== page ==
You have to keep in mind that receipts are not bulky documents. They don’t even have to be as big as a long bond paper. These are small documents so you should only write short and simple sentences. Focus on using words that are easily understood by the public so it will be user-friendly. In fact, you need not write complete sentences because you can just enumerate or answer each element in the form directly. And once you are glad about the outcome, produce those copies now!
Are receipts and invoices the same?
No, receipts and sample invoices are different. And how different they are is based on timing. With invoice, it is only issued when goods and services have been rendered but there is no payment yet. Meanwhile, the receipt is issued when the payment is already done.
What are some examples of receipts?
Besides fee receipts, there are more types and examples of receipts out there. And here are a few examples:
- Cash receipt
- Rent receipt
- Donation receipt
- Payroll receipt
- Hotel receipt
- Gift receipt
How long should I keep fee receipts?
The Internal Revenue Service (IRS) amends individuals to keep any receipt for three years minimum. You never know when you might need your receipts for reference lists within those few years. So better yet, keep them in a safe place to be prepared.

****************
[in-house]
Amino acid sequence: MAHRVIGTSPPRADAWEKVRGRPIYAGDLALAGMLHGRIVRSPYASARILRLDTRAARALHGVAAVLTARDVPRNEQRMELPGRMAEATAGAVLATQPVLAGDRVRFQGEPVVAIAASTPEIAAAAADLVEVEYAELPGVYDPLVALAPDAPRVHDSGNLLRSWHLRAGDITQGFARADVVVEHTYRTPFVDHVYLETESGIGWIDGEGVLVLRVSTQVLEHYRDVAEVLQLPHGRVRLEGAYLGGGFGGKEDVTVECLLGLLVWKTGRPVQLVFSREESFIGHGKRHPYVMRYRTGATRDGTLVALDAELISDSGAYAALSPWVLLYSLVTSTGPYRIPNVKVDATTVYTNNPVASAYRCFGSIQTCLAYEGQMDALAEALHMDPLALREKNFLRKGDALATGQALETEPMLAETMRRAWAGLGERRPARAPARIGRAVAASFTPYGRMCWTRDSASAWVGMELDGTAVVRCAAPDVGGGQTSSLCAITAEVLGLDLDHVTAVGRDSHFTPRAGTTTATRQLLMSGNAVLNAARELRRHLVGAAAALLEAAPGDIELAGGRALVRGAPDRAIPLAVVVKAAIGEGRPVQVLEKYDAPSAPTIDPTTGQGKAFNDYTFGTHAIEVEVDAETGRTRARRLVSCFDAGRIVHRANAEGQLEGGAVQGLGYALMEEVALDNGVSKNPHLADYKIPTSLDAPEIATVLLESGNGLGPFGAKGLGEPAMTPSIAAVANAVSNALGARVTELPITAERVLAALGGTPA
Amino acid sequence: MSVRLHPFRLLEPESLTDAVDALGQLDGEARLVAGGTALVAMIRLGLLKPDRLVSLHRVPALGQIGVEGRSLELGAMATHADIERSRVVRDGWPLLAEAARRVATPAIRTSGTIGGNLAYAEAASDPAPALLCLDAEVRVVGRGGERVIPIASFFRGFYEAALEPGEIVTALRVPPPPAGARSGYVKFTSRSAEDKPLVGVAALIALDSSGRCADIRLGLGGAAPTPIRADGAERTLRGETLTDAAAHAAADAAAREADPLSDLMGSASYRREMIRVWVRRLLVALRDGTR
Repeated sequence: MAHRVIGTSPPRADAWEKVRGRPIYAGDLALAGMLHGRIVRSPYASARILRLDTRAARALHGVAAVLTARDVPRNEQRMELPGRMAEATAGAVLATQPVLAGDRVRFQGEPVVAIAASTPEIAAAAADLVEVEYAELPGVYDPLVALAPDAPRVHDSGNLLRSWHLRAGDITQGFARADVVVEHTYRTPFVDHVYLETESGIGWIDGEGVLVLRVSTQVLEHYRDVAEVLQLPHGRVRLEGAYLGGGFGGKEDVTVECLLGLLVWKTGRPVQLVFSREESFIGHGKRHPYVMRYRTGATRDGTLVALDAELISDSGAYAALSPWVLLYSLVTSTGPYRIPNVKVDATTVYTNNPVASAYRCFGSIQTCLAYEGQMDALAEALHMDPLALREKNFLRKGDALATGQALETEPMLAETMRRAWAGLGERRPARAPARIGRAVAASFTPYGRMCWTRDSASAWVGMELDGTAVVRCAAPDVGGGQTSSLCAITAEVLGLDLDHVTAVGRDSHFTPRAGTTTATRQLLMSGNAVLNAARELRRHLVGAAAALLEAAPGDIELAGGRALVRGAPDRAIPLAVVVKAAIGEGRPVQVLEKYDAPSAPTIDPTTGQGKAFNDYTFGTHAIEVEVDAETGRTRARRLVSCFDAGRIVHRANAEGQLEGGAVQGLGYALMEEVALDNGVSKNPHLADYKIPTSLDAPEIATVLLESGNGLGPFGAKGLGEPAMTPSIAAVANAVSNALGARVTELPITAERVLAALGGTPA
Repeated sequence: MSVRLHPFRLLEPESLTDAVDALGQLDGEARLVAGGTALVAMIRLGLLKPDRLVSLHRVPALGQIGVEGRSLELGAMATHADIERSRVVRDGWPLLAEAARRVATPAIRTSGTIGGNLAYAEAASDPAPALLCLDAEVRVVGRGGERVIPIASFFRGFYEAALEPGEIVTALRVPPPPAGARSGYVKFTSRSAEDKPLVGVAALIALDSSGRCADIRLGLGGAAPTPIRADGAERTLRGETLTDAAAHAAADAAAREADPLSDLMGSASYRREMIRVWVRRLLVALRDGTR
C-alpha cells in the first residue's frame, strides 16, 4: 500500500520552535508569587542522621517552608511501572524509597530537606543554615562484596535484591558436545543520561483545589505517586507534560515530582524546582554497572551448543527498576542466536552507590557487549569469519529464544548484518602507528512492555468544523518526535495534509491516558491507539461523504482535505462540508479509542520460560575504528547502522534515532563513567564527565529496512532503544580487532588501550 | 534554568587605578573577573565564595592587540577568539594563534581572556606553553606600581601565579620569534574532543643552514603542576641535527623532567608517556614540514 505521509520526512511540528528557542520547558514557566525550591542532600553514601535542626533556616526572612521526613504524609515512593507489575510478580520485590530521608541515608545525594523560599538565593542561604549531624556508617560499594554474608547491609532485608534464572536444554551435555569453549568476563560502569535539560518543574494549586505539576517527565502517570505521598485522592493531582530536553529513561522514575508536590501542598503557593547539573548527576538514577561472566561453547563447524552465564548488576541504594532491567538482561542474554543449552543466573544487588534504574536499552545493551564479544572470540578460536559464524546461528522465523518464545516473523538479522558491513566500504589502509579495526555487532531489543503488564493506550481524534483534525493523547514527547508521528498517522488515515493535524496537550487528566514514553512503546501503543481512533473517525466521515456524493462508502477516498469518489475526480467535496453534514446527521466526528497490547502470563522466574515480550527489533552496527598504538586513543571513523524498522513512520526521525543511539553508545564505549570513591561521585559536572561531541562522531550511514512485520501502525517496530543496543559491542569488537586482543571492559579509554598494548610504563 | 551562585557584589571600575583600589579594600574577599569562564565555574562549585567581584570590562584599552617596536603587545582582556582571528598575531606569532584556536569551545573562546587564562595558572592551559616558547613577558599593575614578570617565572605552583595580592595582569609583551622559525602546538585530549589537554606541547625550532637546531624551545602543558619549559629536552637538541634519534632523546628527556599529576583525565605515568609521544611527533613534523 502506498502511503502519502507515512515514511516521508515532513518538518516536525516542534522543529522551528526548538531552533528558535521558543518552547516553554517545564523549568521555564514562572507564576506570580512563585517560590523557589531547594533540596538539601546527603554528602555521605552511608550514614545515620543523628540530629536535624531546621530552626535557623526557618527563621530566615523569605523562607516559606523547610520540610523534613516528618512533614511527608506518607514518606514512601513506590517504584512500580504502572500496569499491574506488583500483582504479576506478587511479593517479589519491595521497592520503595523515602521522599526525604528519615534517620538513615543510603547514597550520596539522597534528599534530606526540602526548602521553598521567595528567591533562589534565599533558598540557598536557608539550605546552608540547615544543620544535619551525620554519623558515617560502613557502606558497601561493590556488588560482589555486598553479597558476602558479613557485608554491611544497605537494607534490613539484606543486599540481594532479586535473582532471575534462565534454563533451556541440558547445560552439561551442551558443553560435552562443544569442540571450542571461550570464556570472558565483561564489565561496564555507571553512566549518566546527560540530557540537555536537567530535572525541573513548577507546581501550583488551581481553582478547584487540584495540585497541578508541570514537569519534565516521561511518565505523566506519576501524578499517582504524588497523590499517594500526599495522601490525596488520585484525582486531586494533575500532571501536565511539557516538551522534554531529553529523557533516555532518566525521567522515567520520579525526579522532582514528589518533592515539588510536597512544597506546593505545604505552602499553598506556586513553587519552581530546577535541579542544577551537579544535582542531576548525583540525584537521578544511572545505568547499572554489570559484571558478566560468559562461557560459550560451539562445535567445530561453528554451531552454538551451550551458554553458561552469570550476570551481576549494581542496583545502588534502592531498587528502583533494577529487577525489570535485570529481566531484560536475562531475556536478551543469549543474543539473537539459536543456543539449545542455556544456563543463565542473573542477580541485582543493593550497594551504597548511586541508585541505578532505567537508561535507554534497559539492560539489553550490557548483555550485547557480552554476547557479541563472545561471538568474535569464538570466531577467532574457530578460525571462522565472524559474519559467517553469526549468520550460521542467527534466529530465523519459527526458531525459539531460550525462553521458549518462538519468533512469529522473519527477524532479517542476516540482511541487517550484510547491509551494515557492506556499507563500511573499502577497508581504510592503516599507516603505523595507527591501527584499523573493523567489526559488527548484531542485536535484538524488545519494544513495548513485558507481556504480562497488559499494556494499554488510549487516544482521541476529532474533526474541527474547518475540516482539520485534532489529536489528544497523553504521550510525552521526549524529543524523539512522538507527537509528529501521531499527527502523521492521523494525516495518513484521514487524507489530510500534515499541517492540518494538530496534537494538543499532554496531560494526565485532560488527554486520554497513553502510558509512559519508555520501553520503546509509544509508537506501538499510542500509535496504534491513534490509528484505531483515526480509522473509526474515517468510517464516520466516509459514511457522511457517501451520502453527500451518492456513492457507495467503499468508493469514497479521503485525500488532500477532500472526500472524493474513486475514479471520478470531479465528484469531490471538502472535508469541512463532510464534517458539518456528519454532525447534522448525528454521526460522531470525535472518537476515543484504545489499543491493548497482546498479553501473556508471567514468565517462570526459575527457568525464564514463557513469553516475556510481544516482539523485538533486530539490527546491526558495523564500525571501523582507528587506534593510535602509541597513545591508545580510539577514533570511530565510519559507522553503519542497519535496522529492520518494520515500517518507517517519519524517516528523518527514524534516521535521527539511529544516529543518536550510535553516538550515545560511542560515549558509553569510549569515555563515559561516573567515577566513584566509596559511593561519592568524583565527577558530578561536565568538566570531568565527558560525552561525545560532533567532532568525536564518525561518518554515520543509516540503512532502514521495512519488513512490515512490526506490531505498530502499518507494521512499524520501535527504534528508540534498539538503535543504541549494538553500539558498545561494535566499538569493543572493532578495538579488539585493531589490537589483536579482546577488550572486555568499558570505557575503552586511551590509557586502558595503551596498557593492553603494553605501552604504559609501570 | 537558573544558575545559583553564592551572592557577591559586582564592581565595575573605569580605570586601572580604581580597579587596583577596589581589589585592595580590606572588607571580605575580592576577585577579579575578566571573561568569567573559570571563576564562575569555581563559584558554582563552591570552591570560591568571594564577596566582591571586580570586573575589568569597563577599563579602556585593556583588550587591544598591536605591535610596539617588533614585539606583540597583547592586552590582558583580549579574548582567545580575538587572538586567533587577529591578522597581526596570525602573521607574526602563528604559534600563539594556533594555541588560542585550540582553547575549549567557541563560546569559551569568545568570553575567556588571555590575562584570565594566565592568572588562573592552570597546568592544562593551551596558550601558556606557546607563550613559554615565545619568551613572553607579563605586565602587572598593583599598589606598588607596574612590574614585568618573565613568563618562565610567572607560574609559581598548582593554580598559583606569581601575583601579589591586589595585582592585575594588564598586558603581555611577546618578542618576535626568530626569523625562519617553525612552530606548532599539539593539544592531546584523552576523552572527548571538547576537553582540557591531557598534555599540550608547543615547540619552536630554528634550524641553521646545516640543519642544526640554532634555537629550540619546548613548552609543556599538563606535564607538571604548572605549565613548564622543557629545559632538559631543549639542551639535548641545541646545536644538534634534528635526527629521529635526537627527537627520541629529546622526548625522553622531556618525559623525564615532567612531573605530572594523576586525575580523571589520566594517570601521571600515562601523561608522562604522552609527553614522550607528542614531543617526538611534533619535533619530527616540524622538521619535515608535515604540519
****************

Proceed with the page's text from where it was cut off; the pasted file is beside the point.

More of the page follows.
Who can qualify as recipients of fee receipts?
Anyone can be a recipient of a fee receipt if payers paid them in return for services. Besides an individual, it can be a group or organization too like universities, workshops, and businesses. But, they should be identified for compliance.
Never ever finish a transaction without any proof; this rule applies to both the payee and the payer. If you become too complacent that nothing goes wrong after processing payments, then how would you deal with errors? And what about if you can’t remember some transaction details? Hence, save your receipts for a few years before keeping them in limbo. In fact, our sample fee receipt templates are just a few examples of the many types of receipts out there. Check out the rest of our receipt templates and other samples now!